Cliffs Natural Resources (CLF) ended 3Q15 with $270 million in cash and cash equivalents. At the end of the third quarter, the company didn’t have any borrowings on its asset-based lending facility, which has a borrowing limit of about $255 million.
The company’s management mentioned during the earnings call that liquidity would remain the key focus, particularly as the company headed into the winter months. During the winter, inventory usually builds up as the Great Lakes area is frozen.
Debt remains high
At $2.4 billion, Cliffs Natural Resources’ (CLF) net debt remains high. This implies a net debt–to-forward-EBITDA (earnings before interest, tax, depreciation, and amortization) ratio of 10x, which is very high in a depressed commodity price environment.
CLF has been buying back its bonds, which has led to a marginal reduction in its net debt. However, the company’s operational cash generation will need to be substantial to have any meaningful impact on its debt position.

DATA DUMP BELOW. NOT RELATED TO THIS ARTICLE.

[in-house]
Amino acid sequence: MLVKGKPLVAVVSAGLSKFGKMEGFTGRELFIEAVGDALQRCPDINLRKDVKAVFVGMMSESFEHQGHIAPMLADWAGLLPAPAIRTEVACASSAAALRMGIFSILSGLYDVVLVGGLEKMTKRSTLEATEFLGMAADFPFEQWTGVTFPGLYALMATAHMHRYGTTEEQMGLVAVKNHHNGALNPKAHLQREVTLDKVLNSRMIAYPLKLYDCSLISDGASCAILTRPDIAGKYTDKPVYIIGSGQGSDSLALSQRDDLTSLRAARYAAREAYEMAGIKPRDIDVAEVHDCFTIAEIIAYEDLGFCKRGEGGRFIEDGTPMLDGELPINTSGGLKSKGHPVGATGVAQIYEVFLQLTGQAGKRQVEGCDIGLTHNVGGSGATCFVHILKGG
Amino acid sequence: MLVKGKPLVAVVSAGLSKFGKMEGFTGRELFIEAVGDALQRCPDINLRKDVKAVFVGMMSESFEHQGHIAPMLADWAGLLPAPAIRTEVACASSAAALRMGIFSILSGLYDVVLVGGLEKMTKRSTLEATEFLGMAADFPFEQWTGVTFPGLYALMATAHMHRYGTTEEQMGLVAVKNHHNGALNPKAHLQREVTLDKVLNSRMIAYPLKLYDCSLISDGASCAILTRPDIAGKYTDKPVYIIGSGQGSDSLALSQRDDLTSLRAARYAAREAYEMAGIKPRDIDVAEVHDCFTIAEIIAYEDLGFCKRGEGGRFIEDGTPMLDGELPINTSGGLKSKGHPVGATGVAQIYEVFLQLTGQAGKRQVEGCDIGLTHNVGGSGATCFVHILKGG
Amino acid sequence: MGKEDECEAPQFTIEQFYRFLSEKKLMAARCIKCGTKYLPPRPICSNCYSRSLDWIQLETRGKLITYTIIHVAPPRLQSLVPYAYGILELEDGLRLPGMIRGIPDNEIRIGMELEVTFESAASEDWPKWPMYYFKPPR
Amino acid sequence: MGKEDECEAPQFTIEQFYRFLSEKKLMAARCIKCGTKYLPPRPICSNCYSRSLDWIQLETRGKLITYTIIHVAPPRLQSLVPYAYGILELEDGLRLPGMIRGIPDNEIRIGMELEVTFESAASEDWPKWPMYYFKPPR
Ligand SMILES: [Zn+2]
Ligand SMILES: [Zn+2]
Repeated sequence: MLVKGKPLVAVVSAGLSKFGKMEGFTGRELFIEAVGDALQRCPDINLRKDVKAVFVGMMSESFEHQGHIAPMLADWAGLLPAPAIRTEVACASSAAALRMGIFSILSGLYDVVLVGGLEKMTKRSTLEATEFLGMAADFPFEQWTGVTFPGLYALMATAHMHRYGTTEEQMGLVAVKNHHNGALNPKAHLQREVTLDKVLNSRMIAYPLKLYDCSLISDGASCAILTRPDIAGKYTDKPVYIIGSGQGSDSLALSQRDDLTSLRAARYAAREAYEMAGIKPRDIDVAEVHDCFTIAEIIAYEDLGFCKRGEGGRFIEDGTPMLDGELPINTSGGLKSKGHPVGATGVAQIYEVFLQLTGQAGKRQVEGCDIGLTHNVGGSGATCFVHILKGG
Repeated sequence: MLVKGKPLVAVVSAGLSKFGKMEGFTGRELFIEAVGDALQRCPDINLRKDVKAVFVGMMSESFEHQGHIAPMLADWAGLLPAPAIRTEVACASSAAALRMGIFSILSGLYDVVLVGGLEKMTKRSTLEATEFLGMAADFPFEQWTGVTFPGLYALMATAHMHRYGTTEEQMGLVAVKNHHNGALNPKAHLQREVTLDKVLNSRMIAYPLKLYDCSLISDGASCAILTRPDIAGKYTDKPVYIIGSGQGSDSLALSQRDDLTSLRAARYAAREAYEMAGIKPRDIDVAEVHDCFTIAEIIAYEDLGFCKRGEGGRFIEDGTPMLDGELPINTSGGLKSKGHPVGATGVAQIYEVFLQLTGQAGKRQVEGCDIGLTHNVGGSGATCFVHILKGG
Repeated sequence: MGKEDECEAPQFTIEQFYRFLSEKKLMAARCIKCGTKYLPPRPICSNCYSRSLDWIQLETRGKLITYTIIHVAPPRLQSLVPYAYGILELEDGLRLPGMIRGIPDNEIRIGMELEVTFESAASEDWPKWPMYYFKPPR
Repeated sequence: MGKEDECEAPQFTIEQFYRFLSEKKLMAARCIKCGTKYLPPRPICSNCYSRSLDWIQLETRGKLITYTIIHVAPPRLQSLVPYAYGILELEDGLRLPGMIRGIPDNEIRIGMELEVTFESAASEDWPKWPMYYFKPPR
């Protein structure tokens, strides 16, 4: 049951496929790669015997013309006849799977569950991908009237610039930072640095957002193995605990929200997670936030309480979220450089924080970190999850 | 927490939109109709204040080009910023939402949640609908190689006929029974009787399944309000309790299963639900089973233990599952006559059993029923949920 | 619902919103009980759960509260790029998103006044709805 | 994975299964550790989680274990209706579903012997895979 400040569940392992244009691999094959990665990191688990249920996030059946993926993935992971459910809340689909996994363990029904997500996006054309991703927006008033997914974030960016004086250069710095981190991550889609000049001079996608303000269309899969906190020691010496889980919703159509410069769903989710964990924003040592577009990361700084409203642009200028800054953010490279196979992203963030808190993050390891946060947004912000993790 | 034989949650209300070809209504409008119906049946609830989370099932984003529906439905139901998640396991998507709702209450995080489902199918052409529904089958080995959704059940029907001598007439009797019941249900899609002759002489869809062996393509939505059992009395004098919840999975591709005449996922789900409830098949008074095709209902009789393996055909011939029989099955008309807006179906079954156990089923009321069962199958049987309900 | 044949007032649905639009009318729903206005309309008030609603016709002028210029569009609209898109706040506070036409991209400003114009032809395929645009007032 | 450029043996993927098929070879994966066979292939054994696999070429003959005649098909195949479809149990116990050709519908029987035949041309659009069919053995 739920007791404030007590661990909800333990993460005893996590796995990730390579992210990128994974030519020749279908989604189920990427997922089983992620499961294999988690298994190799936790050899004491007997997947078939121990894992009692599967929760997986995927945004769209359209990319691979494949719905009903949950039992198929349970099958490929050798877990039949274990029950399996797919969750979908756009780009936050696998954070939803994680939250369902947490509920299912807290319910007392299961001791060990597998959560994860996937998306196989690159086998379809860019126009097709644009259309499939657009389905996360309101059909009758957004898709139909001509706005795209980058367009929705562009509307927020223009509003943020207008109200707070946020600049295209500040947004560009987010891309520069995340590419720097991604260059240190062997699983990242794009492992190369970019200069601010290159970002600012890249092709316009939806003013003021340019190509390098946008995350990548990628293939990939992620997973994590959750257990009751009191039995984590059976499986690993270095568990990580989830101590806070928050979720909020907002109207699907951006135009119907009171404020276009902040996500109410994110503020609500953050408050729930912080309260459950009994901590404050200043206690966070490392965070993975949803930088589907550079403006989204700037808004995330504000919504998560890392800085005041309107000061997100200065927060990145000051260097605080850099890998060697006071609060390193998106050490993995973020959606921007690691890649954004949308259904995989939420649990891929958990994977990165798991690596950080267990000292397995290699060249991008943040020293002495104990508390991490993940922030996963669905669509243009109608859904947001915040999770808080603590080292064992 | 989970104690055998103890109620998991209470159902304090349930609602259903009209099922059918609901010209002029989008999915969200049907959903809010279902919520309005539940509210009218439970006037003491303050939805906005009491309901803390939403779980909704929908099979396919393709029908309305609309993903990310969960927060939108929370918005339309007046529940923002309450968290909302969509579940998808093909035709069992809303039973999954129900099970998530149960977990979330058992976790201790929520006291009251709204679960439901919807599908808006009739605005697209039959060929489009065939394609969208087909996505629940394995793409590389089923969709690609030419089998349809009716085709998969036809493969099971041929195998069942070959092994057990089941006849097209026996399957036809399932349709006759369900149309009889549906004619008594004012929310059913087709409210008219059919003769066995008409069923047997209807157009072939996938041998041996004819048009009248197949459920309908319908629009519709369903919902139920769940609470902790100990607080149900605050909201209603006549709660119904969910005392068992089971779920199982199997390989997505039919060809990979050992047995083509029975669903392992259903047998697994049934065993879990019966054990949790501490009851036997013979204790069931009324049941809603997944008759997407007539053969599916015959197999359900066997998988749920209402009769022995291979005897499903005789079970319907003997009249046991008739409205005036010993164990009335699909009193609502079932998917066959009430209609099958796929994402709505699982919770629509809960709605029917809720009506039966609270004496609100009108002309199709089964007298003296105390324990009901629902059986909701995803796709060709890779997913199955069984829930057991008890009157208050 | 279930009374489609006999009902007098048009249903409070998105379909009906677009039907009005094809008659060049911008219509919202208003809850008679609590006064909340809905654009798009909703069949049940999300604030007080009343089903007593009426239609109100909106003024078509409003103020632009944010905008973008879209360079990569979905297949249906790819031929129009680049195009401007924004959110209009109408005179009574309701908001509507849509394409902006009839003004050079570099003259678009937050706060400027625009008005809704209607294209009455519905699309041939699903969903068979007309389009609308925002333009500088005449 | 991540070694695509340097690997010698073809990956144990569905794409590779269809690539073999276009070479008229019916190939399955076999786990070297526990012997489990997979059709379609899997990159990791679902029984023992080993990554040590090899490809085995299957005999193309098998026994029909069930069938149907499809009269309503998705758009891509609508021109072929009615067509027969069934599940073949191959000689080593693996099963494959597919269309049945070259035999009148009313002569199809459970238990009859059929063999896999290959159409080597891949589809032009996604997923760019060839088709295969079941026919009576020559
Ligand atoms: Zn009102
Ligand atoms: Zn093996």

FCF generation not enough
Cliffs Natural Resources’ consensus EBITDA estimate is $240 million, and its EBIT (earnings before interest and tax) estimate is $113 million for 2016. With these figures and assuming the effective tax rate for 2015 to be 2.1% and maintenance capital expenditure to be $90 million, we arrive at a FCF (free cash flow) of $148 million for 2016. This assumes all other variables remain constant before interest expenses. The company’s cash interest expenses for 2015 were $205 million. With this in mind, the FCF for 2016 should be -$57 million.
In the current commodity price environment, CLF’s cash generation doesn’t seem to be enough to make a dent in its debt. The company needs higher iron ore prices to reach any significant level of FCF.
It will be interesting to hear management’s comments on the efforts to reduce debt to restore investor confidence in the company.
Other companies with high financial leverage, including ArcelorMittal (MT), AK Steel Holding Company (AKS), and United States Steel Corporation (X), could be under pressure in 2016. Investors looking to diversify the risk of investing in a single security can consider the SPDR S&P Global Natural Resources ETF (GNR). Almost 25% of GNR’s holdings are invested in steel and other metals companies. Nucor Corporation (NUE) forms 1.7% of GNR’s portfolio.